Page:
Alex Hannon and Oliver Alderman receive The American Ceramic Society’s 2023 Ross Coffin Purdy Award
14 Jun 2023



With their collaborators, they have been presented with this award as a recognition of their investigation of the structure of sodium silicate glass as the most valuable contribution to the ceramic technical literature during 2021.


23EC2990 ISIS Users.jpg​ISIS scientists Alex Hannon and Oliver Alderman, alongside Shuchi Vaishnav and Paul Bingham from Sheffield Hallam University, have been selected to receive The American Ceramic Society’s 2023 Ross Coffin Purdy Award for their paper “The structure of sodium silicate glass from neutron diffraction and modelling of oxygen-oxygen correlations.” The team will receive their award at the American Ceramic Society’s Honors and Awards Banquet as part o​​f their 125th Annual Meeting this October in Columbus, Ohio, USA.

Their paper used neutron diffraction to show that it is possible to calculate the oxygen coordination inside a glassy material, even if the glass has a complex structure or composition. The coordination number can then be used to model the oxygen framework within the glass, enabling the positions of the other elements present to be calculated, and therefore the ​wider structure. 

The researchers used the GEM instrument at ISIS to measure the neutron correlation function of a sodium silicate glass with 42.50 mol% Na2O. Instead of using the traditional difference method to analyse their results, they developed a more sophisticated interpretation method that can also be applied to other simple glass systems, such as borates and germanates, or to more complex glasses.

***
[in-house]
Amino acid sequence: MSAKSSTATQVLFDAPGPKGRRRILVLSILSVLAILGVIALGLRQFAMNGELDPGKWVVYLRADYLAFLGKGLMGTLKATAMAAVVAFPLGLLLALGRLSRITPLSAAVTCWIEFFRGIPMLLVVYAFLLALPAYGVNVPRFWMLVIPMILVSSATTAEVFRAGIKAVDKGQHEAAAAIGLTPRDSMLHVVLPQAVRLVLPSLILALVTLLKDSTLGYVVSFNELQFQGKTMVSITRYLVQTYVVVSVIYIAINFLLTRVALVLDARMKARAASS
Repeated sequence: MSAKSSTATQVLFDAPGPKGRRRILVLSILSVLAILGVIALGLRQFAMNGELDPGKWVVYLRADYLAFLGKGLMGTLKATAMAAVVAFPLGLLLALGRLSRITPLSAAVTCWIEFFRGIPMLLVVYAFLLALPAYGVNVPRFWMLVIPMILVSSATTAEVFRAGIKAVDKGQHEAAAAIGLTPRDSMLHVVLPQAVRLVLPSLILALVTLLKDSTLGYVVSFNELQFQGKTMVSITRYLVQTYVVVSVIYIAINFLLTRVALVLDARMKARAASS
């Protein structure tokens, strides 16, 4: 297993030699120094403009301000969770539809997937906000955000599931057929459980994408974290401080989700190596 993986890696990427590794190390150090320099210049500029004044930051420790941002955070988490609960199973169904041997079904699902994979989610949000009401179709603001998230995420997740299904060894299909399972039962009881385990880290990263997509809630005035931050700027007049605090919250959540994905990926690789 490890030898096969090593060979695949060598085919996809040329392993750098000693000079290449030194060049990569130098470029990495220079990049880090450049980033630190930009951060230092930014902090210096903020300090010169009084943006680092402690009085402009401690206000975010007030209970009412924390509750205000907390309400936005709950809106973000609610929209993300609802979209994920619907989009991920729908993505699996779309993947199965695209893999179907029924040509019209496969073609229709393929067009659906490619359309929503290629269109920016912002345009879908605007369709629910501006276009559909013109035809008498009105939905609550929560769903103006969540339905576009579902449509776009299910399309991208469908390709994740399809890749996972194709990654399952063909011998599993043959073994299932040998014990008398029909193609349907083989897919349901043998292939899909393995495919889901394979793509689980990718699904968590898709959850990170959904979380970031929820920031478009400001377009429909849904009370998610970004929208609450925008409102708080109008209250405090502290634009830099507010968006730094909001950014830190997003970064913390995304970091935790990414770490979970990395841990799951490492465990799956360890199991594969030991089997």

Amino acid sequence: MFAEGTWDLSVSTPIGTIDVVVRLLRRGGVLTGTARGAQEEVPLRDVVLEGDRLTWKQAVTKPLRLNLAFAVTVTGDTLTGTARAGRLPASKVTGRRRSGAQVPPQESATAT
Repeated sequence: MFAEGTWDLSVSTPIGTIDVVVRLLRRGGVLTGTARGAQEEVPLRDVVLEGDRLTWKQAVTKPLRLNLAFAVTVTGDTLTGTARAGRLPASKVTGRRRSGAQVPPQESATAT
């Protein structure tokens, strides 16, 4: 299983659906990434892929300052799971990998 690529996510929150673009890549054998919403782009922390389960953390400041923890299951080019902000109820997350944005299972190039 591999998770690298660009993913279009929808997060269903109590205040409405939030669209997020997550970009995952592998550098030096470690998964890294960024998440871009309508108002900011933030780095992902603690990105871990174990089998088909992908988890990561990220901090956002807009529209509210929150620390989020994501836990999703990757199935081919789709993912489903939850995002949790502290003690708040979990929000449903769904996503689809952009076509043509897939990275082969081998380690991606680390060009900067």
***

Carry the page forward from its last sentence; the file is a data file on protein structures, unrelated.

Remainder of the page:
When studying the sodium silicate glass, contrary to the conclusions of previous glass structure studies, they did not find evidence that the sodium-oxygen bonds are shorter for non–bridging oxygens and longer for bridging oxygens. Instead, the distribution of lengths for the sodium-oxygen bonds for non-bridging oxygens is broad enough to cover both shorter and longer lengths than the bonds with bridging oxygens. ​

Ollie said "I was particularly thrilled to learn about our Award for this work, given its basis in methodology I originated during my PhD studies. In the paper that is the subject of the Award, Alex has further developed and applied this methodology to gain detailed, unique and somewhat paradigm shifting insight into a fundamentally important glass system.

We expect to continue to exploit and develop this methodology given its excellent applicability to neutron diffraction from amorphous oxides, where the oxygen-oxygen correlations often dominate the coherent scattering data, and its complementarity and low computational cost compared to more holistic modelling methods like molecular dynamics."

​Further information: 

Find the award information here:​

Read the full research paper here:

Contact: Burke, Katie (STFC,RAL,ISIS)